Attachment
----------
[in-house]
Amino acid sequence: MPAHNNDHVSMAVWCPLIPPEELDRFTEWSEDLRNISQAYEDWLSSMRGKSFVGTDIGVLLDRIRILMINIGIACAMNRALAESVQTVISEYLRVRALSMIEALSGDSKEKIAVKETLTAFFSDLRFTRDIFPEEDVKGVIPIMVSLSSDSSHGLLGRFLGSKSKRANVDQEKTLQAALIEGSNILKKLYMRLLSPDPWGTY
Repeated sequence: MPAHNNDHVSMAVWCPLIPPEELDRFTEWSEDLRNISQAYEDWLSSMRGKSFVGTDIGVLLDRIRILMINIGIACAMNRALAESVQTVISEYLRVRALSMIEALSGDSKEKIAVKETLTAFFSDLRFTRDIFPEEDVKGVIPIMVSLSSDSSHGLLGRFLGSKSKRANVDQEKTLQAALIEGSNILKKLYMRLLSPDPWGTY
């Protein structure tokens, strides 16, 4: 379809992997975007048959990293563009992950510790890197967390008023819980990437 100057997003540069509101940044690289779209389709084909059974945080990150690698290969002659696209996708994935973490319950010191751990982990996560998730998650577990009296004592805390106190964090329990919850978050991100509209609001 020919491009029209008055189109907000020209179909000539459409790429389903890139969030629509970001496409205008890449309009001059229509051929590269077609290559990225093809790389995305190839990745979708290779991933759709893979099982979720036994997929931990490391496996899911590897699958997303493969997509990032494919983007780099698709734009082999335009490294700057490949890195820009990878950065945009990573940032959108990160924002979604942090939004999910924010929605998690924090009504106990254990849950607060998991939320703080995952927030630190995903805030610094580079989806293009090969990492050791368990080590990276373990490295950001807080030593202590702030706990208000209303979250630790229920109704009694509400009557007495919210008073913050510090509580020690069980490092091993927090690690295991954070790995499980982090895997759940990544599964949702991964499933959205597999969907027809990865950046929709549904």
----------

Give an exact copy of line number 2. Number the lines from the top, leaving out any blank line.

Amino acid sequence: MPAHNNDHVSMAVWCPLIPPEELDRFTEWSEDLRNISQAYEDWLSSMRGKSFVGTDIGVLLDRIRILMINIGIACAMNRALAESVQTVISEYLRVRALSMIEALSGDSKEKIAVKETLTAFFSDLRFTRDIFPEEDVKGVIPIMVSLSSDSSHGLLGRFLGSKSKRANVDQEKTLQAALIEGSNILKKLYMRLLSPDPWGTY